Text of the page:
Some security breaches are fairly exotic, requiring the use of sophisticated techniques that would make Rube Goldberg proud. These types of efforts require a hundred things to go right in order to succeed and typically require the time, patience and financial backing of an advanced threat actor.
One might think that sophisticated threat actors prefer sophisticated techniques. On the contrary, although a sophisticated adversary may have the capability to pull off a complicated attack, most people are surprised to learn that the majority of breaches still rely on stolen credentials. It is far easier to steal credentials and use them for covert activities than it is to locate a zero-day vulnerability in an external-facing system. And attackers will take the easiest path to achieve their objectives.
Stolen credentials provide many advantages in the attack lifecycle. Effectiveness goes up, and the risk of getting caught goes down. An attacker doesn’t have to spend as much time getting past security countermeasures designed to stop intruders. The attack does not require getting malware into the environment or finding a way to execute it. The adversary simply uses the stolen credentials to take on the appearance of a trusted user, which reduces the risk of getting caught.
There is no shortage of advice on what to do about password risks, but to date most of them have focused on a problem space that bears little resemblance to the targeted attack. The advice to use filtering solutions to stop malicious links to credential phishing sites in email presumes that a security team knows the link is malicious before the user clicks. It also presumes that the link is coming via email. In a targeted credential phishing attack, one cannot assume either to be true, for there are many ways to cloak a site’s true nature, and many ways to get a link to the victim other than email.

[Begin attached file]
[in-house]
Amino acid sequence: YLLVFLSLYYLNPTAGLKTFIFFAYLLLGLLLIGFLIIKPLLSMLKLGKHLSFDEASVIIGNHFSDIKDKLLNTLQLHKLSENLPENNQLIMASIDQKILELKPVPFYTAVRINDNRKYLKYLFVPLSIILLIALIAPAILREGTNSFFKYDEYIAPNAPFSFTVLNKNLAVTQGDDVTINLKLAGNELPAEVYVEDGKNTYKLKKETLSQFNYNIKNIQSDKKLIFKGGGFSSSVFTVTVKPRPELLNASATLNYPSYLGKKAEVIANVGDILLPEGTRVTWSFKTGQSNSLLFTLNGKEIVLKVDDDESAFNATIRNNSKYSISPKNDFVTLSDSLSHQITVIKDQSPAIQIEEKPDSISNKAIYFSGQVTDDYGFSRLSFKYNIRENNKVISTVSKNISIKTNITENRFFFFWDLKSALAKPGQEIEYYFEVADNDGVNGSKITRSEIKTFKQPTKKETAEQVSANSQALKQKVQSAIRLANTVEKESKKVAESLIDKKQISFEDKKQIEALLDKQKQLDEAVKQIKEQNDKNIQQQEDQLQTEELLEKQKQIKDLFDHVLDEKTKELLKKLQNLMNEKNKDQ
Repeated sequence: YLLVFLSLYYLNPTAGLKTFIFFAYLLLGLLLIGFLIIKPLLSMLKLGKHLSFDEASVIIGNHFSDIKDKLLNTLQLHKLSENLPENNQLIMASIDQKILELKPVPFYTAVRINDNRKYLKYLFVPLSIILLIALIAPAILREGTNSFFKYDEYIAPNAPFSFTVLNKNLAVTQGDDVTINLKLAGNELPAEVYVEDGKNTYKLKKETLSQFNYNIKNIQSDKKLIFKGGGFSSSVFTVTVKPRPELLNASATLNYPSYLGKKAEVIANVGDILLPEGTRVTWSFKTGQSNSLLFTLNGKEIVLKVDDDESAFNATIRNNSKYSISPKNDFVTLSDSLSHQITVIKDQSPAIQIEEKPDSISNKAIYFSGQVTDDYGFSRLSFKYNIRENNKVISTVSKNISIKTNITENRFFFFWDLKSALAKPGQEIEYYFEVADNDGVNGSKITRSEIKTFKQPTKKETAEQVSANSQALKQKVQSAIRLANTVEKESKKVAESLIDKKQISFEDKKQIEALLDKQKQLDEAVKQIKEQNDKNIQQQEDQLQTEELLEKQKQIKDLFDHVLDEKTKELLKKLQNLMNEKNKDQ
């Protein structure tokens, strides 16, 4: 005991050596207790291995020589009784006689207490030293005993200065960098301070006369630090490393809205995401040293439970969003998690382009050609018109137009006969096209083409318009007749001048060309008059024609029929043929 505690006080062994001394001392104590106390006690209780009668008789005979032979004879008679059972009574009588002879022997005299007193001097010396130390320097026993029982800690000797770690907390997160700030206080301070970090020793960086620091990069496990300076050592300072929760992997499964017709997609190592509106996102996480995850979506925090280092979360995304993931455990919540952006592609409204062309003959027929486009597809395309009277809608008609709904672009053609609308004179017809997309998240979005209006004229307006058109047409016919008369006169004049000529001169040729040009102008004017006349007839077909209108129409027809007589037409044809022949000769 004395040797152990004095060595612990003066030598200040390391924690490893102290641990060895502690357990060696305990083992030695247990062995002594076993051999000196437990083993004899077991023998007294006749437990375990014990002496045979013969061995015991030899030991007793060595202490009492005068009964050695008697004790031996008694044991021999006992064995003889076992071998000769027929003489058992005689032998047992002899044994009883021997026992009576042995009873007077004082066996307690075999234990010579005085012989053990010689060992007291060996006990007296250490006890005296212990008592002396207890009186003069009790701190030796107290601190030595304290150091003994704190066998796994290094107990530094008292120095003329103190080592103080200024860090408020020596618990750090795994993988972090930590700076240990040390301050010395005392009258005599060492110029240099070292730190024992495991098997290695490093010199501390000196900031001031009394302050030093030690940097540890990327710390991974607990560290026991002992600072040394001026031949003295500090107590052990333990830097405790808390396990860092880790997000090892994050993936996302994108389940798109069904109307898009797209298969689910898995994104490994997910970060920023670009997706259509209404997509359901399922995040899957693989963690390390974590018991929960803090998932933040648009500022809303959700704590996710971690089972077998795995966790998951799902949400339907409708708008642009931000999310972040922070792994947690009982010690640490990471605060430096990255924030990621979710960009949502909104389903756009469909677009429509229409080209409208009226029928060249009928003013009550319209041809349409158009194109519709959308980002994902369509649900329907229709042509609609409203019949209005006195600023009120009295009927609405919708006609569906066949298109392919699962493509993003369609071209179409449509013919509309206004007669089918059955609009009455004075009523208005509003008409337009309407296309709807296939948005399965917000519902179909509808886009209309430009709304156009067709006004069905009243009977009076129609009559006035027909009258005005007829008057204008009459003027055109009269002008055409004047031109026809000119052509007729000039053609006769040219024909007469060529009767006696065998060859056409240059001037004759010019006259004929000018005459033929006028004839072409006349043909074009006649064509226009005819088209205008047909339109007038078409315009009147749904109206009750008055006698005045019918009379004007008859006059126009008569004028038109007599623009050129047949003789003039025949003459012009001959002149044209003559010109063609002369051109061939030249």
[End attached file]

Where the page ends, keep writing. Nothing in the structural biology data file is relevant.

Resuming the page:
The common practice of using multi-factor authentication to address the threat of stolen passwords is a good idea but hard to implement at enterprise scale. In most cases, organizations have a hard time trying to deploy multi-factor authentication across their application landscape. Political issues crop up when the security teams ask the application owners to make changes to their authentication methods. Application owners care about uptime and functionality, and it can be a hard sell to get them to add more security. Technological issues crop up when dealing with the myriad of resources that use passwords, many of which have little support for third-party authentication servers or plugins.
In PAN-OS 8.0, we’re pleased to announce new features that help organizations prevent the attacker’s ability to use stolen credentials. These new capabilities layer into the Next-Generation Security Platform, making it difficult to steal and use credentials in a successful attack. One of the new innovations that we’ve added to the platform is to stop the leakage of credentials to an unauthorized website. This is because in-line inspection of network traffic by the platform makes it possible to implement policies that restrict the sites to which users can submit their corporate credentials. These measures are important, for they act as the safety net to stop credentials from being submitted to credential phishing sites, including sites that have never been seen before.
In addition, the platform goes a step further to disrupt an attacker’s ability to use a set of stolen credentials to access critical applications. Our next-generation firewall enforces multi-factor authentication policy in the network, thus keeping the adversary away from any interaction with the application at all. This is a revolutionary approach to multi-factor authentication, for it strengthens security without having to make direct changes to the application itself, thus making implementation easier without the pain that can derail pervasive enforcement of multi-factor authentication policy.
Both of these key technologies help organizations prevent targeted credential phishing and the use of stolen credentials for lateral movement.
Learn More About Preventing Credential-Based Attacks with Palo Alto Networks